Jesus Alcazar/AFP/Getty Images
Maria Guadalupe Guerequa cries in front of the Chihuahua State Public Prosecutor's office in Ciudad Juarez, Mexico, on Tuesday. Her son, 14-year-old Sergio Adrian Hernandez Huereca, was shot and killed by a U.S. Border Patrol agent on Monday.
Maria Guadalupe Guerequa cries in front of the Chihuahua State Public Prosecutor's office in Ciudad Juarez, Mexico, on Tuesday. Her son, 14-year-old Sergio Adrian Hernandez Huereca, was shot and killed by a U.S. Border Patrol agent on Monday. Jesus Alcazar/AFP/Getty Images
A U.S. Border Patrol agent shot and killed a 14-year-old Mexican boy near the Juarez-El Paso border during a rock-throwing incident Monday night, authorities said.
The FBI said in a statement that the shooting happened at 6:30 p.m. Monday underneath the Paso del Norte bridge, on the U.S. side near downtown El Paso.
The FBI, which is investigating the incident, said two Border Patrol agents had detained two people suspected of illegally crossing the border. The agents had the suspects on the ground and ordered other suspected illegal immigrants to stop. According to the statement, the group surrounded the agents and began to pelt them with stones.
One agent, who was not identified, fired his handgun, killing the victim, who was identified as Sergio Adrian Hernandez Huereca.
It was not immediately known if the boy was among the rock throwers.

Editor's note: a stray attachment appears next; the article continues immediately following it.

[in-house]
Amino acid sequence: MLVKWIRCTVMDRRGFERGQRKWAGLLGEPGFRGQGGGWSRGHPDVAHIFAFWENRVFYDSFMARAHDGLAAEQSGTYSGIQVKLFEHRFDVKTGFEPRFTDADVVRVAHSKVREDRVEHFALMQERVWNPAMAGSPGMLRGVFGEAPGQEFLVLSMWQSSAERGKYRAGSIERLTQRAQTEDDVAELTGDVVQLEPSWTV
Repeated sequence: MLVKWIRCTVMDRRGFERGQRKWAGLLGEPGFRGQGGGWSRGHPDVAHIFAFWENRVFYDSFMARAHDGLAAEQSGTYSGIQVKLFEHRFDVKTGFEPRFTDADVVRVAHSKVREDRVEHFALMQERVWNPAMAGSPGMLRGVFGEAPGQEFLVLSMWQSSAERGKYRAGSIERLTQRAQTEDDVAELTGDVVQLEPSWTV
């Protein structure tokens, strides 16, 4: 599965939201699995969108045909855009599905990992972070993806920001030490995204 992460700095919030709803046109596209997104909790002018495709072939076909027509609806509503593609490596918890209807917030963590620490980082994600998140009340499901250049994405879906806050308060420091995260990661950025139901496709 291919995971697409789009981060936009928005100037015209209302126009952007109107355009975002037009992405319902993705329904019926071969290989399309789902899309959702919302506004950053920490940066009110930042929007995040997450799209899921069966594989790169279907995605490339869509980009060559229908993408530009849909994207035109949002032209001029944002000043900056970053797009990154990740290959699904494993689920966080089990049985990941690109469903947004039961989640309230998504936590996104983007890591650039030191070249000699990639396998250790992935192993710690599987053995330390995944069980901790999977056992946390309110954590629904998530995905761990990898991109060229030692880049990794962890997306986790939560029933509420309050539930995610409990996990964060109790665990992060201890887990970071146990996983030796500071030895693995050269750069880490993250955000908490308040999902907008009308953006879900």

The FBI characterized the area as a "high-risk crime area" where Mexicans regularly throw rocks at border agents.
T.J. Bonner, president of the union representing Border Patrol agents, said rock-throwing incidents against Border Patrol agents are common and capable of causing serious injury.
"It is a deadly force encounter," Bonner said. "One that justifies the use of deadly force."
The violence in Mexico, combined with assaults against Border Patrol agents in the U.S., has increased the level of apprehension agents have about their safety, Bonner said.
Less than two weeks ago, Mexican migrant Anastacio Hernandez, 32, died after a Customs and Border Protection officer shocked him with a stun gun at the San Ysidro border crossing that separates San Diego and Tijuana, Mexico.
Last week, the San Diego medical examiner's office ruled that death a homicide.
Chihuahua State officials and Mexico's Secretariat of Foreign Relations have demanded a full investigation into the death of the boy.